SHAFAQNA – Germany’s interior minister will propose a number of security measures, including a ban on the full face veil for women, in reaction to growing concerns about violent attacks in the country.
According to German media, the measures, which the interior ministry will try to turn into law before national elections in 2017, include boosting police numbers and video surveillance at railway stations and airports, making it easier for doctors to break confidentiality agreements if their patients are planning criminal acts, and tightening rules around obtaining dual nationality.
The federal interior minister, the Christian Democrat (CDU) MP Thomas de Maizière, is expected to present details of a number of initiatives on Thursday, with the official presentation of the so-called Berlin declaration to follow at a conference of German state interior ministers on 18 August.
Earlier this month, southern Germany saw a spate of violent attacks, three of which involved asylum seekers and two of which were later claimed by ISIS.
A ban on full face veils worn by some Muslim women, similar to the “ban on face covering” passed in France, was recently proposed by Jens Spahn, one of the up-and-coming figures on the right wing of Angela Merkel’s party.
“A ban on the full veil, ie the niqab and the burqa, is overdue and would be a signal to the world,” the CDU politician told Die Welt newspaper at the end of July. “I don’t want to encounter a burqa in this country. In that sense I am burqaphobic.”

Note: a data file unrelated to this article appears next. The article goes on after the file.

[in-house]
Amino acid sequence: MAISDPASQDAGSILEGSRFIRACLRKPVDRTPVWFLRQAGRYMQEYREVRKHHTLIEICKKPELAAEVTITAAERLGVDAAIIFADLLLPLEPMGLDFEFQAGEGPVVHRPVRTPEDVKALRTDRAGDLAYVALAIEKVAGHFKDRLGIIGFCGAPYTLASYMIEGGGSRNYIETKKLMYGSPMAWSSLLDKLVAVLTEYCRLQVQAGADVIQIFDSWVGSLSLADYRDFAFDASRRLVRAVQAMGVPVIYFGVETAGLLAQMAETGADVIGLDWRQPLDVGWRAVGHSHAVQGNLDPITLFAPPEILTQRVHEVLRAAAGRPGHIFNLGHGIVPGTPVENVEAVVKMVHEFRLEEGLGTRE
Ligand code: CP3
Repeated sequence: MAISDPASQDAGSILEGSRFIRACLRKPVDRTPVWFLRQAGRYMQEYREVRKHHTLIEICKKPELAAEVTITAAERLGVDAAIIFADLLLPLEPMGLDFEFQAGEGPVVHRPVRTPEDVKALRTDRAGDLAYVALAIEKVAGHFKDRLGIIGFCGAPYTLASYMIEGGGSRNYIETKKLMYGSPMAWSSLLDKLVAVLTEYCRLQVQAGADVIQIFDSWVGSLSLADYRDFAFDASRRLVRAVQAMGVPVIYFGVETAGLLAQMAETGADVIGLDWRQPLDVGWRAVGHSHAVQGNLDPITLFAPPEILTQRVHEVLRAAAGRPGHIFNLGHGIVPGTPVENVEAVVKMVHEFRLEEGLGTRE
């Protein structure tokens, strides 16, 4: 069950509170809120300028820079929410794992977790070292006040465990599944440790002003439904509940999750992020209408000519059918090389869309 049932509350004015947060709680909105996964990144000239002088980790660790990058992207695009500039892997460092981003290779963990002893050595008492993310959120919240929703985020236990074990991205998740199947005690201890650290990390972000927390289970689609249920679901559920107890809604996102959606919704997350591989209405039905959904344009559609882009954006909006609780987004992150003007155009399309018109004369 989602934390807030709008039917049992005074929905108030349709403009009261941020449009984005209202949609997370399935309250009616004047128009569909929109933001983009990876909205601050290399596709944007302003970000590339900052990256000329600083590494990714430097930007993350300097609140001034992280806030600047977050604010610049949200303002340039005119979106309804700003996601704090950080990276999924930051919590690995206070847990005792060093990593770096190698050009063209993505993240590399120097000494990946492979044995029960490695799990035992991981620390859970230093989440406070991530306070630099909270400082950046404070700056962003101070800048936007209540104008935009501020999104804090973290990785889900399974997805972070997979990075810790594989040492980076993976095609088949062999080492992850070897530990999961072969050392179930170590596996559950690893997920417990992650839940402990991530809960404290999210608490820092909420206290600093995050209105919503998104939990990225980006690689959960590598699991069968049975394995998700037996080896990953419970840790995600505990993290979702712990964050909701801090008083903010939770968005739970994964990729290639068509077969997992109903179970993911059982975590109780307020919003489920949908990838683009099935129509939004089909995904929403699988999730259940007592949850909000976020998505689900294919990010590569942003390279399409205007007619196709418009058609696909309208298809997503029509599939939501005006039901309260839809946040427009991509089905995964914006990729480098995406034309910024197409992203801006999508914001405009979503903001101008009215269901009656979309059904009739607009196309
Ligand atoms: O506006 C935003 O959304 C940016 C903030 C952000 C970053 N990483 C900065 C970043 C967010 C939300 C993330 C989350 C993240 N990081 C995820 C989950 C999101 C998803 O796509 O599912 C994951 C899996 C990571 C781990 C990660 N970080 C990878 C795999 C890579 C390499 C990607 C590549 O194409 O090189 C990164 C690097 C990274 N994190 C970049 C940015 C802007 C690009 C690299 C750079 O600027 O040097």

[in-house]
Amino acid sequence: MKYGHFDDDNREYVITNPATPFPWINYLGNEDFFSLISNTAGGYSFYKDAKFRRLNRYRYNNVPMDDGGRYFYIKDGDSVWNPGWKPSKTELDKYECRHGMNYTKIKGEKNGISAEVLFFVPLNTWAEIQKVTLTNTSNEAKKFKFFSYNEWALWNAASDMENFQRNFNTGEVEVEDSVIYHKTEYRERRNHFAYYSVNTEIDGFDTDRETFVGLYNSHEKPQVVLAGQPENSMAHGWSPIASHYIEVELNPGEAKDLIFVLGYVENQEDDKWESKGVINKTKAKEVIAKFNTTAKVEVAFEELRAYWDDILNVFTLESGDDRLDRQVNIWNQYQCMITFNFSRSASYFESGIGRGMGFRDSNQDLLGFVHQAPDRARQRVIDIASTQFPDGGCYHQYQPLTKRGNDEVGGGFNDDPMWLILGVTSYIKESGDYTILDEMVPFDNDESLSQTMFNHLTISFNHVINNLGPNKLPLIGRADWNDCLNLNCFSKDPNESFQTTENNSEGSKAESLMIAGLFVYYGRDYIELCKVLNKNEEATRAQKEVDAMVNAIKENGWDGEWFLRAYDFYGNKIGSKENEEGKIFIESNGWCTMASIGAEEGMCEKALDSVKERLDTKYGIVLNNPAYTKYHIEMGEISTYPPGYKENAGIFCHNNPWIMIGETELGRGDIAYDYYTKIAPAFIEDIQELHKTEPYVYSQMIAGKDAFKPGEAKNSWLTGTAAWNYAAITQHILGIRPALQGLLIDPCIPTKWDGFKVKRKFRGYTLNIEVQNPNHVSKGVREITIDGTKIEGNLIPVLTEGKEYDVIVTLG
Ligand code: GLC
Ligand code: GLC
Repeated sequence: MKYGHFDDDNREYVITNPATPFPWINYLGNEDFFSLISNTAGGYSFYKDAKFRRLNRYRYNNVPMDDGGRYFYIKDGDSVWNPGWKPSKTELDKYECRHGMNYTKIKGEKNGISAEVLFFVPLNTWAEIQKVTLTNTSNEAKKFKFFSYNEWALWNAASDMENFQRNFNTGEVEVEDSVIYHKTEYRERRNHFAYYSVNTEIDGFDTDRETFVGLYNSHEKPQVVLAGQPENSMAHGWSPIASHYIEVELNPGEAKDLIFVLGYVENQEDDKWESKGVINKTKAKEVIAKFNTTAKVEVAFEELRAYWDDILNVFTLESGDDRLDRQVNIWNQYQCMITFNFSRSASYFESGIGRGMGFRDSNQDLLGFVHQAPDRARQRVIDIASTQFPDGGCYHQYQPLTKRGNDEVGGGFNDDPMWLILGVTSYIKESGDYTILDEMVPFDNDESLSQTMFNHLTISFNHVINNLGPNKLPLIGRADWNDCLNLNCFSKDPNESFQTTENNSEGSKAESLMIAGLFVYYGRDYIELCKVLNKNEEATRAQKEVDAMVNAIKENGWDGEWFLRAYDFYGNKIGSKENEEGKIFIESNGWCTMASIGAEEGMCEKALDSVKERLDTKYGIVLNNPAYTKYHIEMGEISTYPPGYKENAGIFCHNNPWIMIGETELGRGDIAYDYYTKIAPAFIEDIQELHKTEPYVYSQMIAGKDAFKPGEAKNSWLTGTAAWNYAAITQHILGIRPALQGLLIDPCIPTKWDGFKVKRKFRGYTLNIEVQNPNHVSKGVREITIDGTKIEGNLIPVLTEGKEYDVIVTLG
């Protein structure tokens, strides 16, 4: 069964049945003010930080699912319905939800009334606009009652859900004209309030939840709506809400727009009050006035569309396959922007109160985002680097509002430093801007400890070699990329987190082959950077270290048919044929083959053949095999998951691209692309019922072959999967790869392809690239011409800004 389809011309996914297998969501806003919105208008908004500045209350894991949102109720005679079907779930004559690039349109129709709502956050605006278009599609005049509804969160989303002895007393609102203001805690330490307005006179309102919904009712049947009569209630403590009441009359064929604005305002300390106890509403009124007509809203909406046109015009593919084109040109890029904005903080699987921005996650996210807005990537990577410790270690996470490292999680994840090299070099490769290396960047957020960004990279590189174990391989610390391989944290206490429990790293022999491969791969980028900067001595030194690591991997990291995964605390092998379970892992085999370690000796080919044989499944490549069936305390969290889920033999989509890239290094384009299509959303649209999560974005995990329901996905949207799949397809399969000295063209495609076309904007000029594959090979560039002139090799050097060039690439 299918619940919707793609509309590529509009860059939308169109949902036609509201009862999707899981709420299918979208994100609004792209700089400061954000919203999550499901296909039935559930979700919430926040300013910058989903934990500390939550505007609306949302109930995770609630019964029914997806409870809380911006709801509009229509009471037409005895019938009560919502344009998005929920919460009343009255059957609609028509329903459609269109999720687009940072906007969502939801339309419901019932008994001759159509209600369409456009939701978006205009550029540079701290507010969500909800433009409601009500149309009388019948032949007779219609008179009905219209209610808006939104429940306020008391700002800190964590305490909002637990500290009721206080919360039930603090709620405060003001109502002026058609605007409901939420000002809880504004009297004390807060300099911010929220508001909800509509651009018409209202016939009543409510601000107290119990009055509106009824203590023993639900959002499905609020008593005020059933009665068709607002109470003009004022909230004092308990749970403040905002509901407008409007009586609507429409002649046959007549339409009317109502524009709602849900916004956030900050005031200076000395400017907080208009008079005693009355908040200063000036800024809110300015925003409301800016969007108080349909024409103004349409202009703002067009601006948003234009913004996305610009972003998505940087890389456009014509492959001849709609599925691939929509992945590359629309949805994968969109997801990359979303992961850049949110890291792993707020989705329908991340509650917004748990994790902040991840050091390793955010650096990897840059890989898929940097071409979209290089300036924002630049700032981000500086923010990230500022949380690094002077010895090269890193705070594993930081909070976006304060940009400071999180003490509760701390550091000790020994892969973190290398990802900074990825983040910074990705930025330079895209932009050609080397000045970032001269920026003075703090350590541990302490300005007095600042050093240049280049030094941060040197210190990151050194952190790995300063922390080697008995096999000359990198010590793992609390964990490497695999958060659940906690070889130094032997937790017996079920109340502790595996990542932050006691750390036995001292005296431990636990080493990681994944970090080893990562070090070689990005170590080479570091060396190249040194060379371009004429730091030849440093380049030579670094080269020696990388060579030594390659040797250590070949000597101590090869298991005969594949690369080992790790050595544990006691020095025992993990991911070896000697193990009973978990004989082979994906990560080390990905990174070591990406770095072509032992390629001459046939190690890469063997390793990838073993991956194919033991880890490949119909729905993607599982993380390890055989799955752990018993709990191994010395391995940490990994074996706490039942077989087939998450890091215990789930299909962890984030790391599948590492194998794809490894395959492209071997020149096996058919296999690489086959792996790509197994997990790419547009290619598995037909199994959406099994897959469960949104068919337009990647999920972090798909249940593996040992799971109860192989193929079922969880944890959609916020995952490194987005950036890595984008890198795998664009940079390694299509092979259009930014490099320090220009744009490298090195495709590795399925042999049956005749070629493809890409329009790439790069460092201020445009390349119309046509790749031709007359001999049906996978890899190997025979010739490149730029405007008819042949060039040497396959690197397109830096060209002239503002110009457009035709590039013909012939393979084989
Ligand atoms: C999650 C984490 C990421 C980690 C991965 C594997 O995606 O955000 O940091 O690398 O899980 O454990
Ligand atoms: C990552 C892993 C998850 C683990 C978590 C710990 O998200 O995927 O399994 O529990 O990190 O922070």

His position has been supported by the CDU candidate for the forthcoming Berlin state elections, Frank Henkel, who told the local Tagesspiegel newspaper: “I consider a ban on the burqa absolutely desirable.”
The ban on the full veil as well as the revoking of laws around dual nationality are likely to prove highly controversial and could run into legal difficulty.
Gökay Sofuoglu, the national chair of the Turkish community in Germany, described the proposal as populist. “How would one go about putting that into practice? Burqas are at the most worn by tourists from Saudi-Arabia,” Sofuoglu told the Mannheimer Morgen newspaper.
Germany has been on high alert since July, when a spate of attacks killed 15 people, including four attackers, and left dozens injured.
On July 24, a 27-year-old Syrian refugee killed himself and injured 15 people outside a café in the city of Ansbach in Bavaria in southern Germany. The Daesh terrorist group claimed responsibility for the attack, saying the Syrian man was a recruit.
On July 18, a teenage refugee, who was registered as an Afghan asylum seeker but was believed to be a Pakistani national, injured four people using an ax and a knife on a train in Bavaria. Daesh also claimed responsibility for that attack.
In the same month, a teenager opened fire at people shopping at a mall in the city of Munich in southern Germany, killing nine and injuring more than 35 others. Officials ruled out that the case was a terrorism issue, however.
The ban on the full face hijab to be introduced by de Maiziere, the German interior minister, may exacerbate Islamophobic tendencies in Germany, where far-right extremist groups are already campaigning, sometimes violently, against Muslims and refugees.